This is a fascinating article on how the debt collection business works. Obviously, it’s a profile of just one agency, but it’s still a great read with lots of good information.
Some of the deals Siegel made were hugely profitable, while others proved more troublesome. As he soon discovered, after creditors sell off unpaid debts, those debts enter a financial netherworld where strange things can happen. A gamut of players — including debt buyers, collectors, brokers, street hustlers and criminals — all work together, and against one another, to recoup every penny on every dollar. In this often-lawless marketplace, large portfolios of debt — usually in the form of spreadsheets holding debtors’ names, contact information and balances — are bought, sold and sometimes simply stolen.
Stolen. This was the word that was foremost in Siegel’s mind on that October afternoon. He had strong reason to believe that a portfolio of paper — his paper — had been stolen and was now being “worked” by one of the many small collection agencies on the impoverished and crime-ridden East Side of Buffalo. Using his spreadsheets, this unknown agency was calling his debtors and collecting debt that was rightfully his. The debtors, of course, had no way of knowing who actually owned the debt. Nor did they have any reason to suspect that they might be paying thieves. They were simply being told they owed the money and had to pay.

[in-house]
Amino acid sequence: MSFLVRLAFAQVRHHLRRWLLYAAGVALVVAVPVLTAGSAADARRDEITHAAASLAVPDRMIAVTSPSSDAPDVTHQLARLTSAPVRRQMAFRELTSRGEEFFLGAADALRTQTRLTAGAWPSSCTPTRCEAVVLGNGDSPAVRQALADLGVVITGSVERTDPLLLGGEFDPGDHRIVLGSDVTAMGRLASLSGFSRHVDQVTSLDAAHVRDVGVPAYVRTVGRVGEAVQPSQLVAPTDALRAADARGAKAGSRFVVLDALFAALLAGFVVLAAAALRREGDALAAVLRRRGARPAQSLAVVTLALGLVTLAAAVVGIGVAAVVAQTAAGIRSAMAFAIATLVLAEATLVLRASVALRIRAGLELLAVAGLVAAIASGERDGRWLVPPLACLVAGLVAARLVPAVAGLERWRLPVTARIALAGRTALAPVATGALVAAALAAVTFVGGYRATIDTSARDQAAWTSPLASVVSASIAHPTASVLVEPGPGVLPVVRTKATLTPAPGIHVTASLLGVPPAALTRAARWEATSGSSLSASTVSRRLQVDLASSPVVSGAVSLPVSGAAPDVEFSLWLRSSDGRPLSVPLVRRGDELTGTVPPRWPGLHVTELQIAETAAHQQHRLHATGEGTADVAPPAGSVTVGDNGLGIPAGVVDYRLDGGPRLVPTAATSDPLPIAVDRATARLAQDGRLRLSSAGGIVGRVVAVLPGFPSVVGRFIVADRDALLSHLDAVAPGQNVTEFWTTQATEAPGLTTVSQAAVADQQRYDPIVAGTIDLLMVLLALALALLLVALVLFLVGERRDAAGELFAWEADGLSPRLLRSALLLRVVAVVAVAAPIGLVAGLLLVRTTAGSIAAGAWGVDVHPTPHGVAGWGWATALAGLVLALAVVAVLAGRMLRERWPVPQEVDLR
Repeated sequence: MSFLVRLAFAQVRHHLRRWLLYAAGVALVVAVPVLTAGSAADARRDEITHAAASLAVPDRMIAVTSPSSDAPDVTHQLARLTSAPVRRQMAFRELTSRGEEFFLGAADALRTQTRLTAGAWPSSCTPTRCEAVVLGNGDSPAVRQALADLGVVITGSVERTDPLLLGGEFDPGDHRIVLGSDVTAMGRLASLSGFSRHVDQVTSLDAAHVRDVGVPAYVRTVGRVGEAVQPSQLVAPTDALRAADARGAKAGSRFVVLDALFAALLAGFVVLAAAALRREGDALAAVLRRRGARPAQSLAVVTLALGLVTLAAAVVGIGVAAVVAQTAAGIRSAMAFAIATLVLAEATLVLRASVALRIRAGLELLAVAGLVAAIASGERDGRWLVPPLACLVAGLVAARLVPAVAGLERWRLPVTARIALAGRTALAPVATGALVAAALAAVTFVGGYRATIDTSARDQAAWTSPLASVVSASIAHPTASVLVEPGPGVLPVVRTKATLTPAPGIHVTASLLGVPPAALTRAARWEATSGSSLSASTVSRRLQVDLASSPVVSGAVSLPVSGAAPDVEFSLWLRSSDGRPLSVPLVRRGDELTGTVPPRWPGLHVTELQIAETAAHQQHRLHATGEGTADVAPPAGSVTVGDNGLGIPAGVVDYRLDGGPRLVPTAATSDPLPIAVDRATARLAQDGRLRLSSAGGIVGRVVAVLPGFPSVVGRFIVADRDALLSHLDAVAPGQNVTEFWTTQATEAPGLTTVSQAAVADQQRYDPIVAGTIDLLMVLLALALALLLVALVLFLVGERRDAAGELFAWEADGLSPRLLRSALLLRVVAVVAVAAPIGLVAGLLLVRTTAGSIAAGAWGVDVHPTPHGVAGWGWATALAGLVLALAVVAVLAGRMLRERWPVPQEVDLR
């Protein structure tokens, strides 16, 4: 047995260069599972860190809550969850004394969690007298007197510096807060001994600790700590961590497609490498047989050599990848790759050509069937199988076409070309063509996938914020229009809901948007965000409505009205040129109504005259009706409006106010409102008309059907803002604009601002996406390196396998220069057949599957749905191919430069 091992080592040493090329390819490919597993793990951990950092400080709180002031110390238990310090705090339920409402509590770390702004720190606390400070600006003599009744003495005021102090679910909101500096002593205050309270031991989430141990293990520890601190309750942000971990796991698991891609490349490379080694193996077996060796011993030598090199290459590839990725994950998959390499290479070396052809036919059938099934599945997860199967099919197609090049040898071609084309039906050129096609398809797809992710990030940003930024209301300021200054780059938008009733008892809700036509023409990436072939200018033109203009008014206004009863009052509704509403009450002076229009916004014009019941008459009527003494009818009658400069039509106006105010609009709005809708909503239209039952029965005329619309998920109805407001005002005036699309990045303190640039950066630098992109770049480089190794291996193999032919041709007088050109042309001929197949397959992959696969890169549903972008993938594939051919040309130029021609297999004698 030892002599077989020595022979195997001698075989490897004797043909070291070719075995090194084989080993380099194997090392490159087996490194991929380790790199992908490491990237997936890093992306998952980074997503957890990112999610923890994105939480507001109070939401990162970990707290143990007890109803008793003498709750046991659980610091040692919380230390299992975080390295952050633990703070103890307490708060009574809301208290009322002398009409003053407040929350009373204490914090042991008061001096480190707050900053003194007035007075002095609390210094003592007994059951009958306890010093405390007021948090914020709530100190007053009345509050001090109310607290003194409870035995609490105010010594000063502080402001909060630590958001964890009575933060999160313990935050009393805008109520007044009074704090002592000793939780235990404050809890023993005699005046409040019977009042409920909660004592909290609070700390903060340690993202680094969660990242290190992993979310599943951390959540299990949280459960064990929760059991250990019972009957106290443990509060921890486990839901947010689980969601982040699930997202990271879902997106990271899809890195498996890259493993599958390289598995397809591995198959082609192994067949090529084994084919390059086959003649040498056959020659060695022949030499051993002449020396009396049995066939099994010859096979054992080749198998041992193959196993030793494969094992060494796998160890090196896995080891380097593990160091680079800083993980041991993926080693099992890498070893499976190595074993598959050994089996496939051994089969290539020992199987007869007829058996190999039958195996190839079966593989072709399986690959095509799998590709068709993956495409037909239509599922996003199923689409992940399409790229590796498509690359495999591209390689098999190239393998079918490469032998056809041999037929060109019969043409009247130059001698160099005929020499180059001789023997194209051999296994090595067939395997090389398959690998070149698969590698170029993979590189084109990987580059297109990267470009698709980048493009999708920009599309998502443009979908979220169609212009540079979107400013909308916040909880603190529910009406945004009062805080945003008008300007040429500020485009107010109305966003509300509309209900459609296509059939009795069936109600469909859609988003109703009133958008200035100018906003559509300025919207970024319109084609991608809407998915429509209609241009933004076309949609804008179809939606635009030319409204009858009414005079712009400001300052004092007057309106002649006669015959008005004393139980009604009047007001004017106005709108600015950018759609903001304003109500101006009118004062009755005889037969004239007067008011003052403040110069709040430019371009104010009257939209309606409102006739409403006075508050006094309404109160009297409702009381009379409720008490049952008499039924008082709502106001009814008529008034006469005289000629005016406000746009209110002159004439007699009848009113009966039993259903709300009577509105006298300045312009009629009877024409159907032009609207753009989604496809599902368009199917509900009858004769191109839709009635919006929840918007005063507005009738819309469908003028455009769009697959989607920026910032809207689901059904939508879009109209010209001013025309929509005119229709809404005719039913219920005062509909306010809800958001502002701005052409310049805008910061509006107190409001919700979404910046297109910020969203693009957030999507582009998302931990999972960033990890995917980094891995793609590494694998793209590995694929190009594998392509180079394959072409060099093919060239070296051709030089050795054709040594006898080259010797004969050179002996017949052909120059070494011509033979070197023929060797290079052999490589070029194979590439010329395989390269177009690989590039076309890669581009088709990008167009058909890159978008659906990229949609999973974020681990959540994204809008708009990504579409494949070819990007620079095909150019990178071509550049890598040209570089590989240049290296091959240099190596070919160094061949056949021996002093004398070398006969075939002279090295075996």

This was not a problem Siegel was used to handling. There had been no classes at Simon Business School on how to apprehend crooks who appropriated your assets. He could, of course, call the police or the state attorney general, but by the time they intervened, the paper would be picked clean, worthless. His problem was more fundamental, more pressing. At this point, he didn’t know exactly how many files had been stolen, but he knew he needed immediate intervention.
Fortunately, Siegel had someone to call — a fixer who knew just what to do. (NY Times)